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George Inness artwork on view at the Sterling and Francine Clark Art Institute in Williamstown

  • PHOTO COURTESY OF THE STERLING AND FRANCINE CLARK ART INSTITUTE<br/>George Inness, "Scene at Durham"

    PHOTO COURTESY OF THE STERLING AND FRANCINE CLARK ART INSTITUTE
    George Inness, "Scene at Durham" Purchase photo reprints »

  • PHOTO COURTESY OF THE STERLING AND FRANCINE CLARK ART INSTITUTE<br/>George Inness, "Elm Tree"

    PHOTO COURTESY OF THE STERLING AND FRANCINE CLARK ART INSTITUTE
    George Inness, "Elm Tree" Purchase photo reprints »

  • PHOTO COURTESY OF THE STERLING AND FRANCINE CLARK ART INSTITUTE/GIFT OF FRANK AND KATHERINE MARTUCCI<br/>George Inness, "Green Landscape," 1886. Oil on canvas

    PHOTO COURTESY OF THE STERLING AND FRANCINE CLARK ART INSTITUTE/GIFT OF FRANK AND KATHERINE MARTUCCI
    George Inness, "Green Landscape," 1886. Oil on canvas Purchase photo reprints »

  • PHOTO COURTESY OF THE STERLING AND FRANCINE CLARK ART INSTITUTE<br/>George Inness, "Home at Montclair," 1892. Oil on canvas

    PHOTO COURTESY OF THE STERLING AND FRANCINE CLARK ART INSTITUTE
    George Inness, "Home at Montclair," 1892. Oil on canvas Purchase photo reprints »

  • PHOTO COURTESY OF THE STERLING AND FRANCINE CLARK ART INSTITUTE/GIFT OF FRANK AND KATHRINE MARTUCCI<br/>George Inness, "New Jersey Landscape," 1891. Oil on canvas<br/>

    PHOTO COURTESY OF THE STERLING AND FRANCINE CLARK ART INSTITUTE/GIFT OF FRANK AND KATHRINE MARTUCCI
    George Inness, "New Jersey Landscape," 1891. Oil on canvas
    Purchase photo reprints »

  • PHOTO COURTESY OF THE STERLING AND FRANCINE CLARK ART INSTITUTE/GIFT OF FRANK AND KATERINE MARTUCCI<br/>George Inness, "A Pastoral," c. 1882–85. Oil on canvas

    PHOTO COURTESY OF THE STERLING AND FRANCINE CLARK ART INSTITUTE/GIFT OF FRANK AND KATERINE MARTUCCI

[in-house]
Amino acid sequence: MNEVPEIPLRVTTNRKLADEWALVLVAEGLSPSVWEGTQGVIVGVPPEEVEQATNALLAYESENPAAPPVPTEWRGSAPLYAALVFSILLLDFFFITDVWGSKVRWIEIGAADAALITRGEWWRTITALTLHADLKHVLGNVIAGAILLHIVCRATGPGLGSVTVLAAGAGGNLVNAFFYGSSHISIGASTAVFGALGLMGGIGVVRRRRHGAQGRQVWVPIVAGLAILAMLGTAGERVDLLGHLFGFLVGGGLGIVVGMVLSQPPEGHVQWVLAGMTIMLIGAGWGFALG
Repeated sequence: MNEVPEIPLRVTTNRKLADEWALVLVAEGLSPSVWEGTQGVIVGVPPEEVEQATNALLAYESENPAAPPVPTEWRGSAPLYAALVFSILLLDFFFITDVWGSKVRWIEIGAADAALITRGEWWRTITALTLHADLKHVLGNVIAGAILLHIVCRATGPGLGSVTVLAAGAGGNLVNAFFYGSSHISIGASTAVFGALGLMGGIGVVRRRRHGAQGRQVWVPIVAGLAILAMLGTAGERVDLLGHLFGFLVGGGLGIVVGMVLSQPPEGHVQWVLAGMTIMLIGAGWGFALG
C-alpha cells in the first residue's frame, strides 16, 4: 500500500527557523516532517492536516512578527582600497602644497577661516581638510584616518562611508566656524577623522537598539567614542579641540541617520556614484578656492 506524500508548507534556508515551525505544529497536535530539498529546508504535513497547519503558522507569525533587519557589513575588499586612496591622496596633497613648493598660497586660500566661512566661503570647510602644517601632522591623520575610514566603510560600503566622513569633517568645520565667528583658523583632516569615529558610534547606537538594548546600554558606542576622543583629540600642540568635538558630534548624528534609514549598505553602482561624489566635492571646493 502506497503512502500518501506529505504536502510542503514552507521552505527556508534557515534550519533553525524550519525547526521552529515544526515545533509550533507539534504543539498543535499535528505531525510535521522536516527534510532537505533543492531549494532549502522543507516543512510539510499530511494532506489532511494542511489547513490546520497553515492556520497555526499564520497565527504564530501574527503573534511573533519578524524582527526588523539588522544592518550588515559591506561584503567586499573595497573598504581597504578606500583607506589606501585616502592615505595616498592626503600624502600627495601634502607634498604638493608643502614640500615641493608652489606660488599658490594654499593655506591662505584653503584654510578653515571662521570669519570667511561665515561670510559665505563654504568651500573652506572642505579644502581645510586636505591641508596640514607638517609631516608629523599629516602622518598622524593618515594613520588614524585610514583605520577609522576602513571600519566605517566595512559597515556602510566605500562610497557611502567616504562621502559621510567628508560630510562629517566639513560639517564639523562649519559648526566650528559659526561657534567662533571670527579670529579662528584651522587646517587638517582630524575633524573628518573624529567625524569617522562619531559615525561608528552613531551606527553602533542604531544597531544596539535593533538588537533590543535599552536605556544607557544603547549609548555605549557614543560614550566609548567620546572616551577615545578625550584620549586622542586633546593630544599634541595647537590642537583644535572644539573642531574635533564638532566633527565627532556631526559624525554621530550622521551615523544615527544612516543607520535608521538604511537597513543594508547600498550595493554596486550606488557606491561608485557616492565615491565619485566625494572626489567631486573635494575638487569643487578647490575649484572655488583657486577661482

George Inness, "A Pastoral," c. 1882–85. Oil on canvas Purchase photo reprints »

  • PHOTO COURTESY OF THE STERLING AND FRANCINE CLARK ART INSTITUTE<br/>George Inness, "Road to Village"

    PHOTO COURTESY OF THE STERLING AND FRANCINE CLARK ART INSTITUTE
    George Inness, "Road to Village" Purchase photo reprints »

  • PHOTO COURTESY OF THE STERLING AND FRANCINE CLARK ART INSTITUTE<br/>George Inness, "Sunrise in the Woods"

    PHOTO COURTESY OF THE STERLING AND FRANCINE CLARK ART INSTITUTE
    George Inness, "Sunrise in the Woods" Purchase photo reprints »

  • PHOTO COURTESY OF THE STERLING AND FRANCINE CLARK ART INSTITUTE<br/>George Inness, "Wood Gatherers"

    PHOTO COURTESY OF THE STERLING AND FRANCINE CLARK ART INSTITUTE
    George Inness, "Wood Gatherers" Purchase photo reprints »

  • PHOTO COURTESY OF THE STERLING AND FRANCINE CLARK ART INSTITUTE<br/>George Inness, "Scene at Durham"
  • PHOTO COURTESY OF THE STERLING AND FRANCINE CLARK ART INSTITUTE<br/>George Inness, "Elm Tree"
  • PHOTO COURTESY OF THE STERLING AND FRANCINE CLARK ART INSTITUTE/GIFT OF FRANK AND KATHERINE MARTUCCI<br/>George Inness, "Green Landscape," 1886. Oil on canvas
  • PHOTO COURTESY OF THE STERLING AND FRANCINE CLARK ART INSTITUTE<br/>George Inness, "Home at Montclair," 1892. Oil on canvas
  • PHOTO COURTESY OF THE STERLING AND FRANCINE CLARK ART INSTITUTE/GIFT OF FRANK AND KATHRINE MARTUCCI<br/>George Inness, "New Jersey Landscape," 1891. Oil on canvas<br/>